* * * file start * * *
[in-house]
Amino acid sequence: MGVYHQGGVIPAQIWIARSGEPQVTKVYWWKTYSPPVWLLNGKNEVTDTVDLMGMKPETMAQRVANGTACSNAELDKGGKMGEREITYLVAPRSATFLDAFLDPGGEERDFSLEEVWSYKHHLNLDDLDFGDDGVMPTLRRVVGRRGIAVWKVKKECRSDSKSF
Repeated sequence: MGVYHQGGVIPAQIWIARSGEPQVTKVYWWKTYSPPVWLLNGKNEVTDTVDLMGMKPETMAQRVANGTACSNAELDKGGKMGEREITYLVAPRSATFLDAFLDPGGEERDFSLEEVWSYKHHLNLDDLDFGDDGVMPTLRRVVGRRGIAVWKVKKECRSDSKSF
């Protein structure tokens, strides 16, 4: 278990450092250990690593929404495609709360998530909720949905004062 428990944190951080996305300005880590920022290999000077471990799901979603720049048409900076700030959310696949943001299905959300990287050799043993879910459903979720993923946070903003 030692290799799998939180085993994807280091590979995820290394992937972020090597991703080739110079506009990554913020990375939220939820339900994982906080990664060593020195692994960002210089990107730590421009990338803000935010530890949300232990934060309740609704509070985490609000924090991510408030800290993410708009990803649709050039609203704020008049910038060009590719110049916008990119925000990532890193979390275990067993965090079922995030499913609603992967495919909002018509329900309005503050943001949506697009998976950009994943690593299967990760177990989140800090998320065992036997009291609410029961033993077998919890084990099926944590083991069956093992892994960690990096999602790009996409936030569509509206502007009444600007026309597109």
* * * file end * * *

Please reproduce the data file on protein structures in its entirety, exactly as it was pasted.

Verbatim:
[in-house]
Amino acid sequence: MGVYHQGGVIPAQIWIARSGEPQVTKVYWWKTYSPPVWLLNGKNEVTDTVDLMGMKPETMAQRVANGTACSNAELDKGGKMGEREITYLVAPRSATFLDAFLDPGGEERDFSLEEVWSYKHHLNLDDLDFGDDGVMPTLRRVVGRRGIAVWKVKKECRSDSKSF
Repeated sequence: MGVYHQGGVIPAQIWIARSGEPQVTKVYWWKTYSPPVWLLNGKNEVTDTVDLMGMKPETMAQRVANGTACSNAELDKGGKMGEREITYLVAPRSATFLDAFLDPGGEERDFSLEEVWSYKHHLNLDDLDFGDDGVMPTLRRVVGRRGIAVWKVKKECRSDSKSF
């Protein structure tokens, strides 16, 4: 278990450092250990690593929404495609709360998530909720949905004062 428990944190951080996305300005880590920022290999000077471990799901979603720049048409900076700030959310696949943001299905959300990287050799043993879910459903979720993923946070903003 030692290799799998939180085993994807280091590979995820290394992937972020090597991703080739110079506009990554913020990375939220939820339900994982906080990664060593020195692994960002210089990107730590421009990338803000935010530890949300232990934060309740609704509070985490609000924090991510408030800290993410708009990803649709050039609203704020008049910038060009590719110049916008990119925000990532890193979390275990067993965090079922995030499913609603992967495919909002018509329900309005503050943001949506697009998976950009994943690593299967990760177990989140800090998320065992036997009291609410029961033993077998919890084990099926944590083991069956093992892994960690990096999602790009996409936030569509509206502007009444600007026309597109």